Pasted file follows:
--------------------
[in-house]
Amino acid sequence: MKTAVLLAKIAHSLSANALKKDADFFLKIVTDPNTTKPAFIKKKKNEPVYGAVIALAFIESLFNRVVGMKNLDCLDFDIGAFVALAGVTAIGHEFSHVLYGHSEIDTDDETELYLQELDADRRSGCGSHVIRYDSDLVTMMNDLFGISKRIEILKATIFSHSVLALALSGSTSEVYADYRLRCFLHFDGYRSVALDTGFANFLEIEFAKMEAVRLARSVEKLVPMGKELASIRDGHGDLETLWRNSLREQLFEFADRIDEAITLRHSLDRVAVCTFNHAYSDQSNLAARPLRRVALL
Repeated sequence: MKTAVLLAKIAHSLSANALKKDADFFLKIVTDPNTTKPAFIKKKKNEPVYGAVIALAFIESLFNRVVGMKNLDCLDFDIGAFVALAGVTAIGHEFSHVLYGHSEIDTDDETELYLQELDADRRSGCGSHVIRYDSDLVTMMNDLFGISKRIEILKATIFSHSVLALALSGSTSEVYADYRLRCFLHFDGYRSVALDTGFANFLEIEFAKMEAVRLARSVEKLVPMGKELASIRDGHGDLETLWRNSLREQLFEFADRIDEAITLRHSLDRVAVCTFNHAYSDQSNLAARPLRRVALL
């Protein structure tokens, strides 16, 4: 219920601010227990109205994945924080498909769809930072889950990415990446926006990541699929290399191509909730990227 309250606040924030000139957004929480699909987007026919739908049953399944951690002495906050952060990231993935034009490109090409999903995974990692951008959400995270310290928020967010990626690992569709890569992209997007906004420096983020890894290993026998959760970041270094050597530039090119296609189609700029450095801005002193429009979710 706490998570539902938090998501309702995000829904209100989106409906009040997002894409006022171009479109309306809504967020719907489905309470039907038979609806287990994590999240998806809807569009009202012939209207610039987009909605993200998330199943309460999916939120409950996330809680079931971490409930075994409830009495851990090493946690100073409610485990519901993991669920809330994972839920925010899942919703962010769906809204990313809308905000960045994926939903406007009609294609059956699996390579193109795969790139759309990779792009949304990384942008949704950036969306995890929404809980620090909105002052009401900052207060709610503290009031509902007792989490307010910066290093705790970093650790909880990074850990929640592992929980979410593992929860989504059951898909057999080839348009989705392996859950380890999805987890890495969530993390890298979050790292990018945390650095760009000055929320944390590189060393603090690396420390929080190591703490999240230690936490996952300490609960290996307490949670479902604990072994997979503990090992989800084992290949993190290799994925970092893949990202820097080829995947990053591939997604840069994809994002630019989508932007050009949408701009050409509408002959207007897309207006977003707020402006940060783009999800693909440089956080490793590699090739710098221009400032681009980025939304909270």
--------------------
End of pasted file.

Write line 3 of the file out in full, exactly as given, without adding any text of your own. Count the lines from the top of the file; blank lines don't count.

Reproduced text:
Repeated sequence: MKTAVLLAKIAHSLSANALKKDADFFLKIVTDPNTTKPAFIKKKKNEPVYGAVIALAFIESLFNRVVGMKNLDCLDFDIGAFVALAGVTAIGHEFSHVLYGHSEIDTDDETELYLQELDADRRSGCGSHVIRYDSDLVTMMNDLFGISKRIEILKATIFSHSVLALALSGSTSEVYADYRLRCFLHFDGYRSVALDTGFANFLEIEFAKMEAVRLARSVEKLVPMGKELASIRDGHGDLETLWRNSLREQLFEFADRIDEAITLRHSLDRVAVCTFNHAYSDQSNLAARPLRRVALL